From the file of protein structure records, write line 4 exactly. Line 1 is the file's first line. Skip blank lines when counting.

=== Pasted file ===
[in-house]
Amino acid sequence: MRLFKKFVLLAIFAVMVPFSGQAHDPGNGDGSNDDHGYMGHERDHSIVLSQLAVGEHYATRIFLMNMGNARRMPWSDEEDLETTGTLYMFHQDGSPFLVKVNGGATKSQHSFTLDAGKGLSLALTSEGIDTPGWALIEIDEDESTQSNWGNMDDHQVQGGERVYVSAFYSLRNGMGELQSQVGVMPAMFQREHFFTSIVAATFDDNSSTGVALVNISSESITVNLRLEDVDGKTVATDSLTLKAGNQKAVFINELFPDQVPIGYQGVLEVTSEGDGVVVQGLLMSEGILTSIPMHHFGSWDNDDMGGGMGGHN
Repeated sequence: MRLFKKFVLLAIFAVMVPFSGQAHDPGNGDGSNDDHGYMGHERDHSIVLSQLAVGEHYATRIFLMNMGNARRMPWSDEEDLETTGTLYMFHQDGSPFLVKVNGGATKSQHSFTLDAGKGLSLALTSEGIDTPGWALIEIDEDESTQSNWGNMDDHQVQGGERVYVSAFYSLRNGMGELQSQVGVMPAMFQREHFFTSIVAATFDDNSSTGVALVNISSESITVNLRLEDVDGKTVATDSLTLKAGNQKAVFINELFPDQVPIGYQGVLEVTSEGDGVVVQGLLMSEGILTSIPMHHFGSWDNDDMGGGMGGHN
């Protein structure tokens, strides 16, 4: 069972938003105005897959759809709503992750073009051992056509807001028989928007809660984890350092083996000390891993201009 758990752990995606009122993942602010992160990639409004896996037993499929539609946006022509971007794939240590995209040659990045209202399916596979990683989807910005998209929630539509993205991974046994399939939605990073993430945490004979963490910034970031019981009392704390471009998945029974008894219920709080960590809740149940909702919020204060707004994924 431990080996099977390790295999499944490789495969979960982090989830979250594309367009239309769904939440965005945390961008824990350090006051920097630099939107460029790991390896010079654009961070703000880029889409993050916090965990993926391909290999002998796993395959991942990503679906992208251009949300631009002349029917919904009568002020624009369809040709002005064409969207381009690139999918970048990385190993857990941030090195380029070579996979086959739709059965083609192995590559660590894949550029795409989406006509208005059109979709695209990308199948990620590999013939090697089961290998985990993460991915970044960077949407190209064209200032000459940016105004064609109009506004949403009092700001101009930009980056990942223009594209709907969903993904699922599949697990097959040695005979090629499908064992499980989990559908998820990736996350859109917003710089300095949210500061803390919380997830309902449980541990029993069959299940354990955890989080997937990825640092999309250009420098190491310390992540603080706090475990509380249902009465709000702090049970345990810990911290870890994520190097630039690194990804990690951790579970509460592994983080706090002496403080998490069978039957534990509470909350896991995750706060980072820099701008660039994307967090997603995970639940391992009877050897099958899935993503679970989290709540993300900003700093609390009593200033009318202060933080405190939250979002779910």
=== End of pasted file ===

């Protein structure tokens, strides 16, 4: 069972938003105005897959759809709503992750073009051992056509807001028989928007809660984890350092083996000390891993201009 758990752990995606009122993942602010992160990639409004896996037993499929539609946006022509971007794939240590995209040659990045209202399916596979990683989807910005998209929630539509993205991974046994399939939605990073993430945490004979963490910034970031019981009392704390471009998945029974008894219920709080960590809740149940909702919020204060707004994924 431990080996099977390790295999499944490789495969979960982090989830979250594309367009239309769904939440965005945390961008824990350090006051920097630099939107460029790991390896010079654009961070703000880029889409993050916090965990993926391909290999002998796993395959991942990503679906992208251009949300631009002349029917919904009568002020624009369809040709002005064409969207381009690139999918970048990385190993857990941030090195380029070579996979086959739709059965083609192995590559660590894949550029795409989406006509208005059109979709695209990308199948990620590999013939090697089961290998985990993460991915970044960077949407190209064209200032000459940016105004064609109009506004949403009092700001101009930009980056990942223009594209709907969903993904699922599949697990097959040695005979090629499908064992499980989990559908998820990736996350859109917003710089300095949210500061803390919380997830309902449980541990029993069959299940354990955890989080997937990825640092999309250009420098190491310390992540603080706090475990509380249902009465709000702090049970345990810990911290870890994520190097630039690194990804990690951790579970509460592994983080706090002496403080998490069978039957534990509470909350896991995750706060980072820099701008660039994307967090997603995970639940391992009877050897099958899935993503679970989290709540993300900003700093609390009593200033009318202060933080405190939250979002779910």